So here's a confession. My trip with a Reed economics class to Union Jacks this past weekend was actually my first time in a Portland strip club. And because it was my first time, I was taken aback by a couple things: So much money! So casually exchanged! It's strange that the likely millions of dollars passing through Portland's strip clubs are not counted as part of the "real" economy by either the city or traditional economists. Though Portland has 49 strip clubs within its boundaries (according to industry mag Exotic), the city does not factor their business into Portland's economy at all. Despite having business licenses and W-2 forms, they're part of the informal sector like Craigslist.

One thing the stripper economics teacher said keeps bothering me: "While the industry is heavily regulated about what size of pasties and G-string you can wear, most states [don't have] many regulations about how dancers can be paid or treated."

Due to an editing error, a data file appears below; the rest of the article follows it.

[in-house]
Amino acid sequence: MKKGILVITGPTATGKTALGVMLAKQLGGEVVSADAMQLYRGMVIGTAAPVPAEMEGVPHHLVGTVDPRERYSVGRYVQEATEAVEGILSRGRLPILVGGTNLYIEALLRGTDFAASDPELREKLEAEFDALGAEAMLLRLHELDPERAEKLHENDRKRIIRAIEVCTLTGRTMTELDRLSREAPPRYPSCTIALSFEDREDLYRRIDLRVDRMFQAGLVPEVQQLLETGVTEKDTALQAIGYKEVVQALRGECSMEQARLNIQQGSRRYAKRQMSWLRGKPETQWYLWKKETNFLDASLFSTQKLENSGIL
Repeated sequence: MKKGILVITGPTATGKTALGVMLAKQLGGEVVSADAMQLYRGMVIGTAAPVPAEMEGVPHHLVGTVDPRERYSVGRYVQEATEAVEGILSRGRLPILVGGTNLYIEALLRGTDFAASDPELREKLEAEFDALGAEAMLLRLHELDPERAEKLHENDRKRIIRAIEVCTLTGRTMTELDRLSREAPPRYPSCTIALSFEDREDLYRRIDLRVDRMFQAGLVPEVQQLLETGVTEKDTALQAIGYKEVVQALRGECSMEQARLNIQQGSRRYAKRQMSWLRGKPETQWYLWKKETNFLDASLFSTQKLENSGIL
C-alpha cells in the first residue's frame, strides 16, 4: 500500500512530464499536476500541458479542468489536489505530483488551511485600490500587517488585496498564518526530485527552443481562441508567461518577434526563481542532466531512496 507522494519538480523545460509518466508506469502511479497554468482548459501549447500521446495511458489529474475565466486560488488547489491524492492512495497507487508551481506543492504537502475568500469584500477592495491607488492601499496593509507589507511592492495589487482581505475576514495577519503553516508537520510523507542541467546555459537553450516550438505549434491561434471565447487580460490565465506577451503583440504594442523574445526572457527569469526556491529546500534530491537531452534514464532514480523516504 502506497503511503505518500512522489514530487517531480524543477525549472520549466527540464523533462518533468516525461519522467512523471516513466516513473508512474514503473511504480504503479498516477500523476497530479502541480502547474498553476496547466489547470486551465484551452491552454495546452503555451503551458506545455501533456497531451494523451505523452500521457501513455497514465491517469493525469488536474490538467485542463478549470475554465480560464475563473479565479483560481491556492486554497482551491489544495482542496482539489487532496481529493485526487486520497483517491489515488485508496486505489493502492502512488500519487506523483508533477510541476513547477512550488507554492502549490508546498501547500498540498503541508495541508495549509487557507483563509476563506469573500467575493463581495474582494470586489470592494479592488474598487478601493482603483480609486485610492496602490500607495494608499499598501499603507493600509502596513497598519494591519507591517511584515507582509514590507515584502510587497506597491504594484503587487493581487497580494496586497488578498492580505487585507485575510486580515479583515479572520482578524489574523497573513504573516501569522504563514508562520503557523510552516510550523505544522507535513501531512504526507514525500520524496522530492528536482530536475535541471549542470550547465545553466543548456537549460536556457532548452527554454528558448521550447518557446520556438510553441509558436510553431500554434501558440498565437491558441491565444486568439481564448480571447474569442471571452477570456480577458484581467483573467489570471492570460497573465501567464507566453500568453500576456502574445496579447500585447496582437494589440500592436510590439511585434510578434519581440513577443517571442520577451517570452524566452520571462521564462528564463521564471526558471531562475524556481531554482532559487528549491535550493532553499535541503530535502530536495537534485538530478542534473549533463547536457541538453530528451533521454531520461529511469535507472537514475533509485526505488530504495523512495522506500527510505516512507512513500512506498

What if Portland included strip clubs in its general economic analysis of the city? I think it's strange that such a prevalent and lucrative part of our city's industry is a big black hole when it comes to actually evaluating its impact. How many Portlanders have jobs in strip clubs? How much money do they bring into the city? Do they cost the city anything in terms of social services or heightened police action? These are worthwhile questions that no one is answering, I think in a large part because it's hard to separate out the economic discussion around strip clubs from a social and moral one.

I don't know how the city would do this, because other states' attempts to keep track of strip clubs financially have been driven by morals, not economic curiosity. In Texas, a $5-per-customer strip club tax goes into a fund for rape victims. Las Vegas pursued a strip club tax with the justification that they were a burden on police.